I bought a two-year subscription to Rolling Stone last year from some kid who knocked on my door and promised that buying the magazine would help keep him off drugs and off the streets. It...might have happened.
Typically I skip over the political content and get right down to the psychoanalysis of the latest Eminem track and the write-ups of one hit wonders who are very rich today, and who will be very poor tomorrow. When the June 10 issue landed in my mailbox, however, the political dessert on display was just too delicious to resist.
The Ted Offensive, the dreamy piece of, um, journalism in question, comes with the action-movie tagline, "In 2002, George W. Bush stabbed Ted Kennedy in the back. Two years later, Teddy's in John's corner and they're aiming for the White House." The inference is that Kennedy is a one-time Bush supporter who has suddenly changed his mind.
The rest of the article is a piece of work. The famed drunkard, author Will Dana writes, "has aged into a grand old man, all wavy white hair and heavy jowls." Like Santa Claus. But Kennedy's heroism is more than skin deep.
From the Massachusetts Senator's red-faced -- sorry, rosy cheeked -- rants against any proposal to the right of something Ralph Nader might offer up, you may not have realized that he "routinely" reaches right "across the partisan divide." This included reaching out to President Bush in January 2001 to make the No Child Left Behind bill a reality.
His own benevolence should be no surprise, Kennedy says. After all, he worked closely with Presidents Reagan and Bush I. "You could believe what they said," he explains. Not so with this Bush, who has ruined everything. He's packed the courts with "right-wing ideologues," polarized Congress, and committed the "greatest foreign disaster and blunder in the history of this nation" in Iraq. (The whole history of this nation? What about World War I? What about Vietnam? Oh, wait, that was Kennedy's brother.)
Also, most painfully for Kennedy, Bush did not "fully fund" No Child Left Behind.
TO BACK THIS UP VISUALLY, Rolling Stone has a picture of Bush with his hands on Kennedy's shoulders, both smiling. I'm not sure which political party this is supposed to embarrass more.
"Kennedy and Bush in better times," the caption reads. A wronged man, Kennedy is now "sounding off like a fiery backbencher," Dana explains. His attacks on the president contain "an edge of personal betrayal."
In fact, Dana gives Kennedy a Louisville Slugger and then softly lobs question after question over the plate. There are no substantive queries about the situation in Iraq, about why John Kerry would be better than Bush on that issue, or even why he would be better on any policy issues, like, oh, Social Security.
"Bush has recently opened up on Kerry with an unprecedented negative attack," Dana says, setting up a question. Apparently several long months of Democratic candidates lambasting and personally mocking Bush doesn't quite make it all the way to "negative."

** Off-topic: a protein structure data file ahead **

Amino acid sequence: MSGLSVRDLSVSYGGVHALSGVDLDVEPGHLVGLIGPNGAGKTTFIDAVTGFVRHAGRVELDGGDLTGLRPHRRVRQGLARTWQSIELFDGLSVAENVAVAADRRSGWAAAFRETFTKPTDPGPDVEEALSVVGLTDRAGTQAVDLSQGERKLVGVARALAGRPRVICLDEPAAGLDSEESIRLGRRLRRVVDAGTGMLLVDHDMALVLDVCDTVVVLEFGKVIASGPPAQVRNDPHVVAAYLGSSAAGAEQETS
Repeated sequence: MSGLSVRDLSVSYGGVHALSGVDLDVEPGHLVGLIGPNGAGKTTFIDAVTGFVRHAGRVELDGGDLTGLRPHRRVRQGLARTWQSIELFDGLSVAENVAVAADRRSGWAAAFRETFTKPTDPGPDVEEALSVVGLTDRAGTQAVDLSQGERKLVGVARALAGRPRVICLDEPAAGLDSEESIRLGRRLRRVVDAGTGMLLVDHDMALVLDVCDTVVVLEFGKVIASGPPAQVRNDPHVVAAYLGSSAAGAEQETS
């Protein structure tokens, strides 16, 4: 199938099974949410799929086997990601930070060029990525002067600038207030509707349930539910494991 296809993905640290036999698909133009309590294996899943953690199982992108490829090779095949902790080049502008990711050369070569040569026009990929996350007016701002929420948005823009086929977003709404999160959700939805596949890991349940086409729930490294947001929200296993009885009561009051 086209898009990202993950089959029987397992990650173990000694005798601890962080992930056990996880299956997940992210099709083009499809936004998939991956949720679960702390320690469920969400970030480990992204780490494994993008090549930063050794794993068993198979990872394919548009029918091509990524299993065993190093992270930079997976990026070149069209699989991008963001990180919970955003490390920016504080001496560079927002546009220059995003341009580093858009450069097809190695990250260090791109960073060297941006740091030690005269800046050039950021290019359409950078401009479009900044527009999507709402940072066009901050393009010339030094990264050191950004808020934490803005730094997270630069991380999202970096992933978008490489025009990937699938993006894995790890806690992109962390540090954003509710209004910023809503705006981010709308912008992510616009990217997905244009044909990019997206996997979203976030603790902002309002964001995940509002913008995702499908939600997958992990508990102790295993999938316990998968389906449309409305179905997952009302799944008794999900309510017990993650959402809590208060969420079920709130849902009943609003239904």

Kennedy, it turns out, agrees. Asked about what kind of campaign Bush will run, bipartisan Ted says the president will take the low road and attempt to "destroy Senator Kerry" rather than campaign on his own merits. In fact, "This is the first president in my time, and my understanding of history, who runs away from his record." Which is the part where someone behind the scenes should have held up a cue card for Dana reading: "But isn't Kerry running away from his liberal voting record?"
Dana refuses to challenge Kennedy, and often decides to do the Massachusetts senator one better. To wit: "The key issue, it seems, comes back to the president's credibility." More Dana: "Of course, there is Bush's record of appointing arch-conservative judges to the federal bench." And again, on Iraq: "Are you surprised that they were able to pull it off, that they were able to get Congress and the American people to go along with it?"
I wonder if even Kennedy was surprised at the coddling he got from the magazine that once employed P.J. O'Rourke and a few decent journalists.
IT ISN'T THE FAWNING coverage of the Dean Martin of Liberalism that's alarming. I'd understand a rickety, over the hill, faux hipster magazine celebrating the tenets of liberalism and embracing Kennedy as its standard bearer. But this distortion, this fallacy, of Kennedy as a middle-of-the-road dealmaker is, well, troubling.
As Eric Pfeiffer writes in the latest issue of Doublethink, no one expects Rolling Stone to warm up to Bush or other conservatives. But, in a magazine that clearly hopes to be taken seriously, there should be some semblance of fairness. "If not for its Republican subscribers or out of respect for the intelligence of other readers," Pfeiffer writes, "than simply for the sake of having better writing to publish, Rolling Stone should exit the screaming section of the far left bleachers..."
Nor is the magazine unique in trying to fob off intractable liberalism as moderate temporizing. On the campaign trail in New Hampshire, I met teenagers and aging hippies who derided Joe Lieberman as a "religious fundamentalist" and, worse, a "Republican." Foaming-at-the-mouth "moderates" routinely denounce that right-wing ideologue George W. Bush, who, incidentally, signed onto the farm bill, steel tariffs, the Medicare bill, and No Child Left Behind.
"We are paralyzed here in the Senate," Kennedy laments. In this partisan paralysis, nothing is getting done. No meaningful legislation is being advanced. Congress might as well pack it up and go home early. We've arrived at a new era of gridlock and right-wing creep.
Oh, if only it were true!
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